Spark Plug Replacement: How Often For A Mower ?

Hello:
Just bought a new Toro Lawnmower (self propelled) Have about 1/4 acre of grass, which I expect I'll be mowing about once a week in July and Aug.
Was wondering:
How often should I consider replacing the spark plug ? Once per season, or... ?
Wouldn't really want to wait until there is some sign that it needs it; would rather do it on a preventative maintence concept, before it really needs it. What's reasonable ?
Also, the same question for a 2-cycle engine weed wacker. How often do you think for this gadget ?
Thanks, Bob
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On Mon, 20 Jun 2005 07:08:04 -0400, Robert11 wrote:

Probably never. I have a 12 year old generic push mower with a 3.5 HP Briggs and Stratton engine, and have NEVER replaced the plug. It runs as good as the day I bought it, and has been used regularly.
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I generally only replace mine when I notice it getting harder to start. I have a Honda Harmony and it usually starts on the first pull, and if not, the second.
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Maybe every 10 years or so. The one time I did replace the plug, it was no better starting as the engine was just worn out. Bought a new mower and it is on the same plug at about year 7. Starts on one pul. Lov e that John Deere

Maybe every 5 or 6 years, but if you clean it, probably 10/
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wrote:

My 9 year old Sears Craftsman mower is on its original plug. Starts first pull every time, except the first use of the season when it may take three pulls to ignite the stale gas that's been sitting in the tank all winter :-).
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You're likely to get a lot of responses like Dan gave you, and they're occasionally true, but ... they also operate at less than optimum power and efficiency.
Per season is a good, "safe" interval which should keep your machine running reasonably well. How much or how fast plugs become damaged depend on a a lot of things such as design, how hard it's asked to work, ambient temperatures, speeds used, carburation, storage methods, and so on. They're not expensive and if you're willing, you won't be sorry for doing it once a year.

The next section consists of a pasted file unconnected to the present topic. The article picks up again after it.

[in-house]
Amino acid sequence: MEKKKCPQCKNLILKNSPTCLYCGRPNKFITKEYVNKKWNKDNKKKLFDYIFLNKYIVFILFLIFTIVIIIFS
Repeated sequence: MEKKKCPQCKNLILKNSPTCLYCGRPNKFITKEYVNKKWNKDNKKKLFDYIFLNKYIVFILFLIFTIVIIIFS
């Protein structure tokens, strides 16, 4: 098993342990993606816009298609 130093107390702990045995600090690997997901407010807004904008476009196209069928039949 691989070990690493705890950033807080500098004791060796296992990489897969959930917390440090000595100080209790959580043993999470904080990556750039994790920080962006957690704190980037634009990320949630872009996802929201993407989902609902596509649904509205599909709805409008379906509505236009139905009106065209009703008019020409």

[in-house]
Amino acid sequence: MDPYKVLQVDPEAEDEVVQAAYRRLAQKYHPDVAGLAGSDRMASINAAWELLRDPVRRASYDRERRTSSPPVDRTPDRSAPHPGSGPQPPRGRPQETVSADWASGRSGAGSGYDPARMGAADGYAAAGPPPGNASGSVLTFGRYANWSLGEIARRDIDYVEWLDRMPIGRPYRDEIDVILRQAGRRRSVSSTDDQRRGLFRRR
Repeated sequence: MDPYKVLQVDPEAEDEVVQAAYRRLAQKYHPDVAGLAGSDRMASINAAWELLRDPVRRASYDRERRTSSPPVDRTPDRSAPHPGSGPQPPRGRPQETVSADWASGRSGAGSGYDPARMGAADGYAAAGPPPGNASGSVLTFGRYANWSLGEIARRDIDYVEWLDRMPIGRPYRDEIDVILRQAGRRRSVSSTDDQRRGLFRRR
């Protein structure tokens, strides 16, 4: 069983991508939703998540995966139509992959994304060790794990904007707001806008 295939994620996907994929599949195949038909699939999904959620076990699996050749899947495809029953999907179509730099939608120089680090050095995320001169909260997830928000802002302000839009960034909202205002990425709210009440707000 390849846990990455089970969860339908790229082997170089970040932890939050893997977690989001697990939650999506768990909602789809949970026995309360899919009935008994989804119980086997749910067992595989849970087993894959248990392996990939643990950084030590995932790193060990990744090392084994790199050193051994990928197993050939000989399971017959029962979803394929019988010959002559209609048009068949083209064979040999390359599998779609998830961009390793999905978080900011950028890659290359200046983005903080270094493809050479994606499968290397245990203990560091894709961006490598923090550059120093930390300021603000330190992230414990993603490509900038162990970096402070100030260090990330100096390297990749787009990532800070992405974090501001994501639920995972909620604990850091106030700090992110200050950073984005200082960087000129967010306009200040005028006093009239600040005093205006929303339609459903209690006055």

Assuming a 4 cycle engine: The manuals usually recommend each season too. Well, it can't hurt, that's for sure, and if a plug goes resistive or starts to crack, you're not likely to ever notice it that way. I used to do it every other season, on the even numbered years since we have a pretty short season here in upstate NY. I made that decision one day when I was in Florida and came across the exact same mower I had, and it still only recommended yearly changes <g>. I was younger in those days and had less time, so I switched to every two years. Nowadays I go three years or so, but each season I pull the plugs and do a visual for wear, clean and regap them. Once in awhile after particularly harsh cutting season I'll see a little electrode wear, and that plug gets replaced. Usually the gaps are off a touch, but never much, so that's just a touchup. It's pretty easy to learn to do if you are at all mechanically inclined or interested. It's always a good idea to also check that it idles and runs at full speed OK, and goes from idle to max and max back to idle smoothly. If not, there are some easy adjustments on the carb that can be made too. The manuals are usually pretty good about explaining how to do that as the amount of adjustments possible vary, especially on the newer engines. Some even have no adjustments possible. The most important thing is to keep the oil level right and change it on schedules. I mow about an acre all summer, and the full 5 acres twice a summer, depending on what's going on that summer. I change the oil about midseason and do a good lube and oil change, sharpen the blades, check the fuel filter, etc. prior to storing the equipment for the winter. That way it's about ready to go next season. I also keep a set of plugs handy for "just in case" now.
As for weed eaters, it's probably best to change the plug each season; I do, anyway. They're usually 2 cycle engines and those seem to be harder on plugs than the 4 cycles, assuming you keep the gas/oil mix right.
The manual/s won't lead you wrong. I presently have a 1979 rotary push mower, a 1985 weed eater, a 1990 and a 2002 lawn tractor, , 24 and 48 inch cut, 10 and 20 HP respectively. Now if I could just figure out how to get the bodies of the lawn tractors to quit rotthing away, I'd be all set. The engines last fine, but keeping those damned decks from trashing themselves seems to be an impossibility. I sold the engine from my old 1983 mower for $100 finally, when the deck was too shot to hold the bearings/pulleys for the belts any longer. I used the deck pulleys to make a blade-balancing stand for sharpening blades, the wheels for a homemade wagon, and the ammeter for my battery charger. I"ve still got the transaxle, but I think a kid down the road wants that this summer. The blades are hung up as souvenirs and the rest of the body's sitting out in a tree line now, finishing up rusting. Yes, we live in the country; very country in fact.
HTH,
PopS

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You're supposed to change them?
Best regards, Bob
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About as often as you change engines, in fact. With aluminum or magnesium (chainsaw) threads, you're probably as likely to do harm as good by obsessively changing plugs.
I'd: 1. Keep the fuel fresh 2. Change the oil regularly 3. Exercise the engines
HTH, J
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I simply clean the spark plug in my mower each Spring. Must be 8 or 9 years now with the same plug and it fires up first time every time. Des

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